Privilege is a Culprit

27 June, 2020

When my country (and the world) is going through tough times of COVID-19 I have the luxury to stay at home — apparently because all my physiological and safety needs are fulfilled anyways. Right from my home in Lucknow while sitting on the balcony I see a settlement of poor people. Unlike me, they don’t have proper homes. I have the privilege of Home Quarantining myself in luxury apartment, but they don’t. When my university — which is in Ahmedabad — got closed amidst COVID-19, going back to my hometown — Lucknow — in a flight was blasé. Whenever university gets closed for a long time it is very common for me (and many students) to go back home. But in my country, is that the case with everyone? Absolutely no!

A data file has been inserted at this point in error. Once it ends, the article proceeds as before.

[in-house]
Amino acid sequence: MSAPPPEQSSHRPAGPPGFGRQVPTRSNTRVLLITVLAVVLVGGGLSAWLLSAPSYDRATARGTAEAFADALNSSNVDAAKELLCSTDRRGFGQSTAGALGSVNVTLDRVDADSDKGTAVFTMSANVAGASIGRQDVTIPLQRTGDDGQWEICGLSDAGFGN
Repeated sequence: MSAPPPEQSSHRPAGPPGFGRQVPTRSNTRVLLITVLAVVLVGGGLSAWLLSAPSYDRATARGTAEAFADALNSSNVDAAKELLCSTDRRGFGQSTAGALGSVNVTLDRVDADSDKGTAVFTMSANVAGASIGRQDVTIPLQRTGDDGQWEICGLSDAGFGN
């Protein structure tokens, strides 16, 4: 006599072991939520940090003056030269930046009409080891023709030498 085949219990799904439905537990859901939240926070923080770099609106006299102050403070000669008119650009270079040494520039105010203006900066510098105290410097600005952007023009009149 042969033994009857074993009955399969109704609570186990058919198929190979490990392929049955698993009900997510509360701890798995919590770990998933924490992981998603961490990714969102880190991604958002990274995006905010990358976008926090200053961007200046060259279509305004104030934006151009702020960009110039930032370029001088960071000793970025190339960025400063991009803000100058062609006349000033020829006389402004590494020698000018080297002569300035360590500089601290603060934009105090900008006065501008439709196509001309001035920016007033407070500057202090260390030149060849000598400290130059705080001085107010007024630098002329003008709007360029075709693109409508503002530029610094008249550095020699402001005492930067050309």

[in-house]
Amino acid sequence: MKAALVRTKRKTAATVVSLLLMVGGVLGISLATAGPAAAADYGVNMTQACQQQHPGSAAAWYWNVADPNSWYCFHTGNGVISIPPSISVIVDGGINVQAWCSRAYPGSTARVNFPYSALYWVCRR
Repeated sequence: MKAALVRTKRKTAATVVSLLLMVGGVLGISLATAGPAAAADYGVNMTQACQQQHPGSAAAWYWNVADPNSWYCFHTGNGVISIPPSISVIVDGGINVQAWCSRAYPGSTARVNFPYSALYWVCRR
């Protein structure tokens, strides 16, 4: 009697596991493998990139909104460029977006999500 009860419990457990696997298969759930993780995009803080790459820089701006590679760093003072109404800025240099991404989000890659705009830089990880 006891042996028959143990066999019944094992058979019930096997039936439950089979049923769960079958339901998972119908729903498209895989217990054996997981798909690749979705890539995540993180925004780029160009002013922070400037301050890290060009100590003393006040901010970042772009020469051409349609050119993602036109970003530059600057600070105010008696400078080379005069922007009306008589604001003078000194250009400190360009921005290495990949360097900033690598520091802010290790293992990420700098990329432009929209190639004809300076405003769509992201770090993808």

When I read news about a migrant laborer stealing someone’s cycle to travel hundreds of kilometers to reach home and leaving an apology note for doing so. I felt guilty for owning a bicycle that I seldom use and also felt guilty for being oblivious for the fact that I am at home. When I talk to my friends on the phone and discuss the last show they binged on Netflix, some migrant laborers die on the way home — with hunger , being crushed by trains , or in police brutality.

In my hometown — Lucknow — two children of migrant laborers lost their parents to an accident, because the family was cycling all the way to Chattisgarh (a different state of India). The aforementioned incidents are not seldom, there are many others! For instance, just this morning I woke up to the news that 24 migrant workers got crushed and died in a road accident on the way to home.

I feel guilty because my privilege makes it very difficult for me to relate with them. I feel guilty of not thinking about them when my university got closed and when the lockdown was announced. But it also makes me question those in power whose job is to think about every citizen of the country!